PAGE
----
Opinion’s on Keith Augustine?

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Keith Augustine has recently (sorta) made a write up at a website called “debunking-christianity”. He goes on to point out or atleast try and point out  the ways that Christian and NDE-Afterlife science community use fallacious arguments and also has made a post about the Bigelow Institute paper competition thing (if I remember correctly). Any opinions?
https://www.debunking-christianity.com/2...oning.html
I’m aware some people have called him a pseudoskeptic so there’s that.
(2023-06-19, 07:22 AM)xman00 Wrote: Keith Augustine has recently (sorta) made a write up at a website called “debunking-christianity”. He goes on to point out or atleast try and point out  the ways that Christian and NDE-Afterlife science community use fallacious arguments and also has made a post about the Bigelow Institute paper competition thing (if I remember correctly). Any opinions?

I don't know the guy so I can't comment on his specific arguments.  I will have a look later when I get home from the library.  What I can say (and, as all the regulars here on PQ know, I am a Christian myself) is that he is right about Christians and psi proponents often using fallacious arguments.  He should, however also show how atheists and materialists use fallacious arguments.  I think it is a good thing if we see the weakness of our own arguments and make appropriate adjustments rather than being defensive about our respective positions, after all, the worst that can happen is that we are forced to find stronger arguments.  As a Christian, I often have to admit that I don't have a ready argument but I am aware that anybody who argues any metaphysical case, if they are honest, is going to run into brick walls every now and then.
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(2023-06-19, 07:24 AM)xman00 Wrote: https://www.debunking-christianity.com/2...oning.html
I’m aware some people have called him a pseudoskeptic so there’s that.

Wow - they seem to have miraculously avoided showing pro-christian arguments in the comments.  Maybe there isn't a Christian in the whole world who wanted to say something here?  Or maybe Christian arguments are being removed?  One thing is for sure, those atheists who are commenting are doing so with a passion and a zeal worthy of any religion!  OK so the premise - Christians often make bad arguments, therefore Christianity is nonsense - Huh   Show me one person who never makes bad arguments.
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https://digital.library.unt.edu/ark:/675...no1-70.pdf

Quote:To begin with, I am in complete agreement with Augustine's
summary of the evidence in controlled studies attempting to find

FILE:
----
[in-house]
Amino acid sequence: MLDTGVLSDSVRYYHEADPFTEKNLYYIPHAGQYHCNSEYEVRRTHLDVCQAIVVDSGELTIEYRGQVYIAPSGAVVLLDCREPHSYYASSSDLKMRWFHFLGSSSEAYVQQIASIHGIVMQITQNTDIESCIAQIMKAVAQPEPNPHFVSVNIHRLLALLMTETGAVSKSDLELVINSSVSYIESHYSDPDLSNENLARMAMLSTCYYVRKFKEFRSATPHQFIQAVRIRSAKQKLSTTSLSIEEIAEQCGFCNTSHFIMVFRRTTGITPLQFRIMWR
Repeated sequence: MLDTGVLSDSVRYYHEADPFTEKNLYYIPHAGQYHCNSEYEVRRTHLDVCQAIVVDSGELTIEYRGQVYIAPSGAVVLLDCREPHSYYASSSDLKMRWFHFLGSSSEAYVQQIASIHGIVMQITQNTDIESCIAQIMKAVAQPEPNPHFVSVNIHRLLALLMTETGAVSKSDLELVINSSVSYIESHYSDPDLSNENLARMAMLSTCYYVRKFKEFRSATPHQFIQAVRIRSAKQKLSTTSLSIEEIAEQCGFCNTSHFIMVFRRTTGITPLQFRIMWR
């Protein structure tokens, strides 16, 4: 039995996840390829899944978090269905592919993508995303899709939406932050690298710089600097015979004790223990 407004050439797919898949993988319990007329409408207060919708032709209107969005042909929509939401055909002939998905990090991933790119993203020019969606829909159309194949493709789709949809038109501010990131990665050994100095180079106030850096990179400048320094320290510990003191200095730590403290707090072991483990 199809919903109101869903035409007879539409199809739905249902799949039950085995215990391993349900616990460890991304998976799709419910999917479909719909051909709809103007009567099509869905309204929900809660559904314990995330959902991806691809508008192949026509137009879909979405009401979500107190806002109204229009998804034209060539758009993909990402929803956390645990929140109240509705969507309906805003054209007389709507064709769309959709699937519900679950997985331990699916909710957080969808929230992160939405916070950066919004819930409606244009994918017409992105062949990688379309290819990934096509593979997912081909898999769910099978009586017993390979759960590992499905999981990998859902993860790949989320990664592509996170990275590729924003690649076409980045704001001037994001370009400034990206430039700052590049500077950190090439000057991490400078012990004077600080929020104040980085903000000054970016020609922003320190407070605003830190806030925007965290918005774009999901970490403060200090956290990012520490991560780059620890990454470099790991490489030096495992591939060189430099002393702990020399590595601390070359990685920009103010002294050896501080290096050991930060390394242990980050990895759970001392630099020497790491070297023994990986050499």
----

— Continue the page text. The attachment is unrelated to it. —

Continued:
evidence of veridical perception during NDEs. While the evidence for
such perceptions is abundant from anecdotal sources, as I have
already pointed out in Chapter Two of my book Lessons for the Light
(Ring and Valarino, 1998), there is so far no evidence at all from
controlled studies. Thus, the burden of proof remains on the
proponents of this argument.
When it comes to Augustine's critique of the research on NDE in the
blind as reported in my book, Mindsight (Ring and Cooper, 2007),
however, most of his objections can be easily refuted or otherwise
dismissed.
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https://www.reddit.com/r/afterlife/comme..._debunker/

Quote:Keith Augustine is the owner of the site Internet Infidels/The Secular Web and the author of the controversial book 'The Myth of an Afterlife', which received several criticisms upon its release, and for good reason. Augustine is a firm materialist and militant atheist who has attempted to 'debunk' NDEs and reincarnation specifically numerous times, which is irritating in and of itself when you actually read his arguments. However, what is worse is the way he behaves online to proponents (and even those just agnostic on the subject of afterlife evidence) like myself. I would not normally seek to discuss him this way if it wasn't for his inappropriate behaviour and spread of misinformation online. Interestingly, he's been criticised by not just bloggers, but even prominent scientists and doctors in this field of research. I did some digging into the research and multiple forums and other blogs, and this is what I found...

At one point, Augustine had been claiming NDEs were a similar process to epileptic seizures, but that was criticised by epileptic expert Ernst Rodin, who stated that, after studying NDEs and hundreds of patients with temporal lobe seizures, he had 'never came across the symptomatology [of NDEs] as part of a seizure'.
There is more - do click on the link and read. Wink

EDIT:  It mentions a tim who has been trying to email Augustine.  I wonder if that is our tim?
(This post was last modified: 2023-06-19, 03:05 PM by Brian. Edited 2 times in total.)
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http://www.survivalafterdeath.info/artic...ustine.htm

Quote:The production theory, defended by a long line of materialists before Augustine, is really nothing more than an article of faith. Augustine, Shermer, and the others are merely the last, desperate defenders of a dying ideology.

It seems fitting to conclude this essay with a quote from parapsychologist Charles Honorton. Shortly before his death at age 46 in 1992, Honorton wrote his classic article on skepticism, “Rhetoric over Substance”, which he concluded with these words: